All survey participants will receive a free electronic copy of the report when it is released later in the year.   For more information, contact Steve Grumm, NALP's Director of Public Service Initiatives, at or (202) 296-0057.

Learn more about NALP.

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Comments on Proposed Enforcement Changes Due by April 2

LSC is considering creating additional enforcement mechanisms to improve the Corporation’s ability to provide effective oversight of its grant program.  LSC has published a Notice of Proposed Rulemaking (NPRM) proposing changes to LSC’s regulations at 45 C.F.R. Parts 1606, 1618 and 1623 to adopt standards and procedures for limited reductions in funding, to allow for the imposition of Special Grant Conditions during a grant year, and to amend the maximum suspension period from 30 to 90 days.  Public comments on the NPRM are due by April 2, 2012.  If you have any questions, please contact Mattie Cohan, Senior Assistant General Counsel at: or 202-295-1624.

Read the NPRM on LSC’s website. 

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LSC Issues 2012 Income Eligibility Guidelines

The Legal Services Corporation has issued its income eligibility guidelines for 2012, which establish maximum income levels for individuals and families eligible to receive legal assistance from LSC grantees.  The LSC Income Guidelines are amended each year to reflect the annual amendments to the Federal Poverty Guidelines as issued by the Department of Health and Human Services.

LSC’s guidelines are based on the federal poverty level established annually by the Department of Health and Human Services. In general, those receiving legal assistance from an LSC grantee must live at or below 125 percent of the federal poverty level, which in 2012 is equivalent to $13,963 for an individual and $28,813 for a family of four.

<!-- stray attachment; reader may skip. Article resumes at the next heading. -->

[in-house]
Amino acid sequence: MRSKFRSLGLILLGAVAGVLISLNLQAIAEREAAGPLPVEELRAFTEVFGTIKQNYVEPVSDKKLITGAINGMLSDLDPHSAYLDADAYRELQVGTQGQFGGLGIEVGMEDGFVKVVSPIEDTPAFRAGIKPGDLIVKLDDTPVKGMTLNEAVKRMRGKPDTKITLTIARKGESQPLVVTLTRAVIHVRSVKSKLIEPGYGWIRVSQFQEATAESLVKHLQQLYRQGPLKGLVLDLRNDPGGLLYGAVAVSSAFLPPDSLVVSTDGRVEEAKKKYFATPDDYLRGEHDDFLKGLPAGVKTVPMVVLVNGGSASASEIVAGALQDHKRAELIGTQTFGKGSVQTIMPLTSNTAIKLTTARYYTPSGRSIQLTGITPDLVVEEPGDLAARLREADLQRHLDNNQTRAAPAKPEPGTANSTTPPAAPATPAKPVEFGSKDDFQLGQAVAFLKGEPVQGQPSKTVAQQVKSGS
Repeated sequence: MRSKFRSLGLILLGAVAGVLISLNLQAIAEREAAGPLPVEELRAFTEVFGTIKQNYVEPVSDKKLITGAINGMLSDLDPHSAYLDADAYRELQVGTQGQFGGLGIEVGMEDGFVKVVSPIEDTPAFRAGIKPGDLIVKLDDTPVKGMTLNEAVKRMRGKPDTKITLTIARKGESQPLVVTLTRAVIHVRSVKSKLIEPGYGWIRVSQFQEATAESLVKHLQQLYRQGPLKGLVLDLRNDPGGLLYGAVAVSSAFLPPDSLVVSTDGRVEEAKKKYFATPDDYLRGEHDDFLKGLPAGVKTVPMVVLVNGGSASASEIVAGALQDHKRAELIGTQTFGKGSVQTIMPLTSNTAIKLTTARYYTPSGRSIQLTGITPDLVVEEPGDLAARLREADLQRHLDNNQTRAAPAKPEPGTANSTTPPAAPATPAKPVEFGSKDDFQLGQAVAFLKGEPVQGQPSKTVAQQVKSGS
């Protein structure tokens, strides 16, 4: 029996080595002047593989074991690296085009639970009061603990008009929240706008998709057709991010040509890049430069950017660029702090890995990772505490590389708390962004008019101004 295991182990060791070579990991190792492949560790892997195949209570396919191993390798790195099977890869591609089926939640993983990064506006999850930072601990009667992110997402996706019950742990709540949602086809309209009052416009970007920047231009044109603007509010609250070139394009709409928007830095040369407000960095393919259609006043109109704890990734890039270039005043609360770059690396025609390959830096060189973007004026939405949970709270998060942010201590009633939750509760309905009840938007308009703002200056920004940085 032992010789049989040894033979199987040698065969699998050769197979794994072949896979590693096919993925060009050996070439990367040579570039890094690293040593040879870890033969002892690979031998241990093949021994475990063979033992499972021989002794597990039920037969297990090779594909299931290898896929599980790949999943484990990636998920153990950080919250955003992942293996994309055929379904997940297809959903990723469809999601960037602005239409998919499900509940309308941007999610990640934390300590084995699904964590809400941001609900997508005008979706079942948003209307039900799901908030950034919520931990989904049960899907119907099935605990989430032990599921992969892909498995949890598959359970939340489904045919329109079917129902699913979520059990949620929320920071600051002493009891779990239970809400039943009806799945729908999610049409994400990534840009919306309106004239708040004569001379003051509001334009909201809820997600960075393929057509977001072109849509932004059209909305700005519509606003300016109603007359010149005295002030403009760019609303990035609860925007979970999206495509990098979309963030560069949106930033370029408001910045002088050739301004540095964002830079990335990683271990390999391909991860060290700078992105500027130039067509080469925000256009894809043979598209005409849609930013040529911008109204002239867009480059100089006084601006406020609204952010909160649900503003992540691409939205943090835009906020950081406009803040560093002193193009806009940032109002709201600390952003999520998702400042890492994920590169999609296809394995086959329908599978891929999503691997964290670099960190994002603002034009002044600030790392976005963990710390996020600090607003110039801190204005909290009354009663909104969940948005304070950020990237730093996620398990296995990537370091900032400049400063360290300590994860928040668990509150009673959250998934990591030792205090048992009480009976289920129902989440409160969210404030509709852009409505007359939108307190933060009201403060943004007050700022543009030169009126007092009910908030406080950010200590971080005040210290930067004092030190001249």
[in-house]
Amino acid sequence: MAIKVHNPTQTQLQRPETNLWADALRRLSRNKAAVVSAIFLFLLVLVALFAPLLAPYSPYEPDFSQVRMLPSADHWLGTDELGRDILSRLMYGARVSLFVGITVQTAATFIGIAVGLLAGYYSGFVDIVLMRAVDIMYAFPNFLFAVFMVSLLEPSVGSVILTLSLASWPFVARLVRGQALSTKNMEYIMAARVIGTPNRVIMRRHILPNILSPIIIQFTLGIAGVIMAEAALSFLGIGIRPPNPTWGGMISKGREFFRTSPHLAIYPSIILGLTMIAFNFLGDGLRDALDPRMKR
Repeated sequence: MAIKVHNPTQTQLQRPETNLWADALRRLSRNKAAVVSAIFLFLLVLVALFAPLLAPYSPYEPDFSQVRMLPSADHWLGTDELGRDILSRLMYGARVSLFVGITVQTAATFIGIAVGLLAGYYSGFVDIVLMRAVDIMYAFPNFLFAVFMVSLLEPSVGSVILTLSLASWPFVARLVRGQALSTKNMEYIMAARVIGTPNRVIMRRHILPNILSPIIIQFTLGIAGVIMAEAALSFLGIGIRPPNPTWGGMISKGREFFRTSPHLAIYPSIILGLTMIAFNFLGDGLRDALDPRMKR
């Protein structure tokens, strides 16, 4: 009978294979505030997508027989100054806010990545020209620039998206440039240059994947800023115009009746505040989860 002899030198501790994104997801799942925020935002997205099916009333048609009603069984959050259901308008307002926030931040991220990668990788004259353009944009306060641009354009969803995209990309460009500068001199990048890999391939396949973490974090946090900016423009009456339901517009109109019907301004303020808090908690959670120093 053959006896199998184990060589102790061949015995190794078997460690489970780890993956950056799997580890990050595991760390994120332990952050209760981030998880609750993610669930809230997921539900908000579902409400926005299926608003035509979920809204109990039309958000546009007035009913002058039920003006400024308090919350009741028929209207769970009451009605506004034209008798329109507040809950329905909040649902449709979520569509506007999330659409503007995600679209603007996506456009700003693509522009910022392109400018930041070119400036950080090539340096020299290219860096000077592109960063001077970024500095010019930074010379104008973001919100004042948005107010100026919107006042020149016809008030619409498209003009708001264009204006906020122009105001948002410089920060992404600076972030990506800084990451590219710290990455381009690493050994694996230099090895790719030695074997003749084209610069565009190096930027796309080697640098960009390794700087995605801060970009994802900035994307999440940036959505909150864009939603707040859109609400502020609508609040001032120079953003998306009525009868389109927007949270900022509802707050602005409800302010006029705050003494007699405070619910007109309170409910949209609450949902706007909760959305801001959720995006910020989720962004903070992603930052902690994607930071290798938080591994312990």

Read the full guidelines

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 Success Story from the Atlanta Legal Aid Society

“Mrs. Neil,” age 87, had been faithfully paying her mortgage on time every month, she but was about to lose her home to foreclosure when she came to Atlanta Legal Aid for help. Prior to retirement, Mrs. Neil worked in a hospital taking meal orders, as a home health aide providing housekeeping assistance, and then as a babysitter. She lives on a limited income of around $1,000 per month in Social Security, but her bank refinanced her home with something called a “pay option adjustable rate mortgage.” The amount of the monthly payment was not based on repaying the loan. Each month that Mrs. Neil made her full payment on time, she fell further behind on her mortgage because the interest accumulating was greater than the minimum payment, much like a credit card. But Mrs. Neil did not know that. When she came to Legal Aid, she had paid $30,000 toward her mortgage but actually owed $10,000 more than when she took out the loan. Mrs. Neil was a victim of predatory lending, and when confronted with the facts, her bank agreed to accept a short payment of about $50,000 rather than the $160,000 owed. An attorney with the Atlanta Legal Aid Society arranged a reverse mortgage to cover the $50,000, the predatory mortgage is now paid off, and Mrs. Neil will be able to live in her home without making payments for the rest of her life.